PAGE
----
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Breathe Art spins a smart, powerful tale

By | 2018-01-15T22:20:01-05:00 April 22nd, 2010|Entertainment|

In these financially troubled times, a theater risks its very existence every time it decides to be the first to produce a brand new play. Yet here in Michigan – the state hardest hit by the recession – theatergoers are blessed to live in a community where its non-profit theaters are willing to take chances on untested works, oftentimes written by equally untested playwrights. (Which, if you think about it, is somewhat ironic, given the lack of mainstream attention – and state funding – the arts receive here!) The results, of course, are mixed; some attract large crowds and are considered for major awards and future productions, while others quietly disappear and never return.

Personally, as a theater critic, I love the chance to sit in a dark theater and watch as a heretofore untold story unfolds before my eyes. Even better is a smartly written work that delivers an ending I don’t expect – and which keeps me thinking about it long after the actors have taken their final bows. And that’s exactly what I experienced during and after the opening night performance of “Love Bombing After The Earthquake” by Demetri Vacratsis at The Furniture Factory near Wayne State University.
Produced by Breathe Art Theatre Project, “Love Bombing” is the company’s first-ever world premiere. Based in Windsor, Ontario and Detroit, the 5-year-old company specializes in contemporary works, which certainly describes Vacratsis’ powerful script.
The story opens in 2013, one year after an earthquake that registered 8.8 on the Richter Scale devastated an unnamed community in North America. While Vacratsis hints at the societal and political fallout of the disaster, his focus is on the arrest of an honorably discharged army officer who may or may not have knowledge regarding the murder of a major government contractor the night before by a paramilitary team – the fourth such event in recent weeks. Tomas (Kevin Young) claims to know nothing about it, yet Norman Brown (Andrew Huff), the special interrogator assigned to the case, certainly believes otherwise.
Meanwhile, Tomas’ estranged wife, Lia (Shannon Ferrante), is still unable to function after the quake-caused death of their 4-year-old daughter, and is now living with a sympathetic lesbian (Caroline Price) who likewise lost her wife on that fateful day.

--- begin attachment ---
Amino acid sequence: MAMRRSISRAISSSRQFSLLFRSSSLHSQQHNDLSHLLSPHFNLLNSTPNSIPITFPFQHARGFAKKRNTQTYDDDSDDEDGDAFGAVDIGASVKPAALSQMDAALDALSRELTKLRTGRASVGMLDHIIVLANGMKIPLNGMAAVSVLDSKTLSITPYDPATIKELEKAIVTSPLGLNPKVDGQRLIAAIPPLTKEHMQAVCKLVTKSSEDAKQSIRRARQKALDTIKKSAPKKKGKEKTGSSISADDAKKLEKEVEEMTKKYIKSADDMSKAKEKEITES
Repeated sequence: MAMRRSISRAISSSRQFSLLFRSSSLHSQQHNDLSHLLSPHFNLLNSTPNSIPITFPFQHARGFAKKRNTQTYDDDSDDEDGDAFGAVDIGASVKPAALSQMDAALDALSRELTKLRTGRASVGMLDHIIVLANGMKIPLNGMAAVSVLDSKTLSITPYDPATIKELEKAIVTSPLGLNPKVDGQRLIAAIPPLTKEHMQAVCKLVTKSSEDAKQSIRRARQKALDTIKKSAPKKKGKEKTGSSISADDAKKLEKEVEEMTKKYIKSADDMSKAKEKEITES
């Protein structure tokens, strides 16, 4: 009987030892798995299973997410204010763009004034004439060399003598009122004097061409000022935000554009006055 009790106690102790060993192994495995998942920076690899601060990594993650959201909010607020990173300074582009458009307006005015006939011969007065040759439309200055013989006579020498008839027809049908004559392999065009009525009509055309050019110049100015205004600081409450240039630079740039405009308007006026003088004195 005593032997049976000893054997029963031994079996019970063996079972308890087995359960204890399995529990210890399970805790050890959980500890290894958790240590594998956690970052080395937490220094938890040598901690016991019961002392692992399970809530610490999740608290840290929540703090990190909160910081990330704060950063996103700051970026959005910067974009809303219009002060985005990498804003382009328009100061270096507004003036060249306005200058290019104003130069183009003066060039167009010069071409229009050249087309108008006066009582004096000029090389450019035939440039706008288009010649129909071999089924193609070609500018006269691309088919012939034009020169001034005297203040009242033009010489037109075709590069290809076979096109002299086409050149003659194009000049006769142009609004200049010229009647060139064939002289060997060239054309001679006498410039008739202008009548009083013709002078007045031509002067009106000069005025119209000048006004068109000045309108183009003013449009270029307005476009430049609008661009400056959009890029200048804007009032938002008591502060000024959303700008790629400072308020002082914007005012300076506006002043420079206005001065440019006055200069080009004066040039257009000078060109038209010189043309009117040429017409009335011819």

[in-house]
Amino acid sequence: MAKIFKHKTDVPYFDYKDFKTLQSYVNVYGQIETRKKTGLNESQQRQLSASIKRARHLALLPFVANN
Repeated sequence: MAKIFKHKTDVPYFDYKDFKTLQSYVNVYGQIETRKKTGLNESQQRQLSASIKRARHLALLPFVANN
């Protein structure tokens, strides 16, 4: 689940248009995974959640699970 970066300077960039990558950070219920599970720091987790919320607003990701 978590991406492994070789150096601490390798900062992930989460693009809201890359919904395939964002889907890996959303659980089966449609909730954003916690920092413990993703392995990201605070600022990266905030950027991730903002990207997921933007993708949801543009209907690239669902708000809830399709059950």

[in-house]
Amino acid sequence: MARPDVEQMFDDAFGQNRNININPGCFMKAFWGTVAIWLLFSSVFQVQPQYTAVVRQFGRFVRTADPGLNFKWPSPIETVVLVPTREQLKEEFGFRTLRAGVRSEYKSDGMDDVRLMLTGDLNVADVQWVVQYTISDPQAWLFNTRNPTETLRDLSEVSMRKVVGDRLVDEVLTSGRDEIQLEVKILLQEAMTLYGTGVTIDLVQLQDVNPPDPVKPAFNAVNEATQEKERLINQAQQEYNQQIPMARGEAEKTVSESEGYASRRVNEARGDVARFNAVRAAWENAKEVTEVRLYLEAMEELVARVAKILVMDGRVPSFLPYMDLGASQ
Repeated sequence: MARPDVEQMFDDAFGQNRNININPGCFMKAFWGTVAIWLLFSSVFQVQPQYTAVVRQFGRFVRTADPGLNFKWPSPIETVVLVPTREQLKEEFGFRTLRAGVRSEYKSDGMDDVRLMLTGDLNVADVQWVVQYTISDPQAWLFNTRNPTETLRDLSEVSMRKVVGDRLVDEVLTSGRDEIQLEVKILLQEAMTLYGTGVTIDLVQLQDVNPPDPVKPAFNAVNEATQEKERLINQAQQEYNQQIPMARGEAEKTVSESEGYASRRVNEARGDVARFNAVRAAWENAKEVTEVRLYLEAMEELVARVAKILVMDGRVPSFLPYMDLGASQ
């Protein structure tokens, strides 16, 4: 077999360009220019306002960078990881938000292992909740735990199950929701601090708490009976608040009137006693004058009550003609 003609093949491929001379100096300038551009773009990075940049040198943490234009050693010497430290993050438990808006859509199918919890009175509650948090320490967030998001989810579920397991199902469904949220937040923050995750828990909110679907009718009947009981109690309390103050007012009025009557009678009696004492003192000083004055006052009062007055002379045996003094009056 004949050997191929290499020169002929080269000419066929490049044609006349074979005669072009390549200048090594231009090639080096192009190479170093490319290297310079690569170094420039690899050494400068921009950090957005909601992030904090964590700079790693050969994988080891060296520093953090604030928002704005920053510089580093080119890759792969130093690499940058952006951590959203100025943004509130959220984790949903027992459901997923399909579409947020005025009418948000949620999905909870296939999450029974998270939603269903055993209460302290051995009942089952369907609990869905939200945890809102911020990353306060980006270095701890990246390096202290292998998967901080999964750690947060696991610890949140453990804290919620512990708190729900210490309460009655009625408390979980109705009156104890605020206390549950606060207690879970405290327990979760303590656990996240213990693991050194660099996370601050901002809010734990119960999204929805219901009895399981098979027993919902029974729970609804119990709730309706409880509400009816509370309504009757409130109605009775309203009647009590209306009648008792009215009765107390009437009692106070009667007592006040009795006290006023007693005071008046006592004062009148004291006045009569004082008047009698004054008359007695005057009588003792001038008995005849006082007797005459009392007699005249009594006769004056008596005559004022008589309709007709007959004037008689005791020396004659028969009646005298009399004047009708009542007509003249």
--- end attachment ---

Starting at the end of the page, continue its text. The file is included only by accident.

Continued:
The brutal interrogation takes a turn for the worse when a surprise witness – Tomas’ fling from the night before – is revealed and reportedly links Tomas to the murder.
And what follows is one of the most gripping nights of theater I’ve experienced all season, with a stunning ending I never expected. (I smugly thought I had it figured out, only to discover how wrong I was! His ending was much better and far more satisfying!)
The script is at its best when it is focused on the two men and the deadly game of cat and mouse they play. The dialogue is crisp and tightly focused, the characters are fully drawn, and important details are served in tantalizing dribbles. (Only one of Norman’s monologues towards the end of the play could be trimmed or cut altogether, as it doesn’t really provide any new insight.)
The women, however, aren’t nearly as interesting or as well-delineated by the playwright. This is especially true of Lia, who does little to move the story along except to serve as a prop on which a late, major plot revelation hangs, or as a visual and emotional anchor for the audience to latch on to.
Vacratsis completes his vision by also serving as the script’s director. His pacing is superb, particularly in every scene between Tomas and Norman. Here, his work with Young and Huff is carefully crafted, with the beats rising and falling in total harmony with the dialogue. And the emotional impact they deliver together is unforgettable.
Why? Because Young and Huff are in total synch with one another throughout the show, with spot-on performances that both compliment and contrast each other.
Huff’s character is the far-more dynamic of the two. Is he crazy? Or is much of what he says and does simply to scare Tomas into cooperating with him? You’re never sure, thanks to the fine line Huff draws with his portrayal.
Young, on the other hand, gives a much-more nuanced performance. You’re never sure what Tomas is thinking – nor do you know whether or not he’s telling the truth.
Both, therefore, expertly drive the show to its unexpected conclusion.
Lights (by Sergio Forest and Valerie Bonasso) and sound (Young and Bonasso) are equally important characters, and both generally serve the show well.
An artsy opening, though – which I presume is meant to represent the earthquake – didn’t work for me. Partially because its style didn’t match the concept of the rest of the show, but also because it grouped the four characters around a single table that created a formal link among them that didn’t exist at the time of the earthquake. As such, it created an expectation that didn’t play out as the story unfolded.

‘Love Bombing After The Earthquake’
Breathe Art Theatre Project at The Furniture Factory, 4126 3rd St., Detroit. Friday-Saturday through May 2, plus Sundays April 25 and May 2. $20. 248-982-4121.

Then at Mackenzie Hall, 3277 Sandwich St., Windsor, Ontario. Friday-Saturday May 7-8. $20. 519-255-7600

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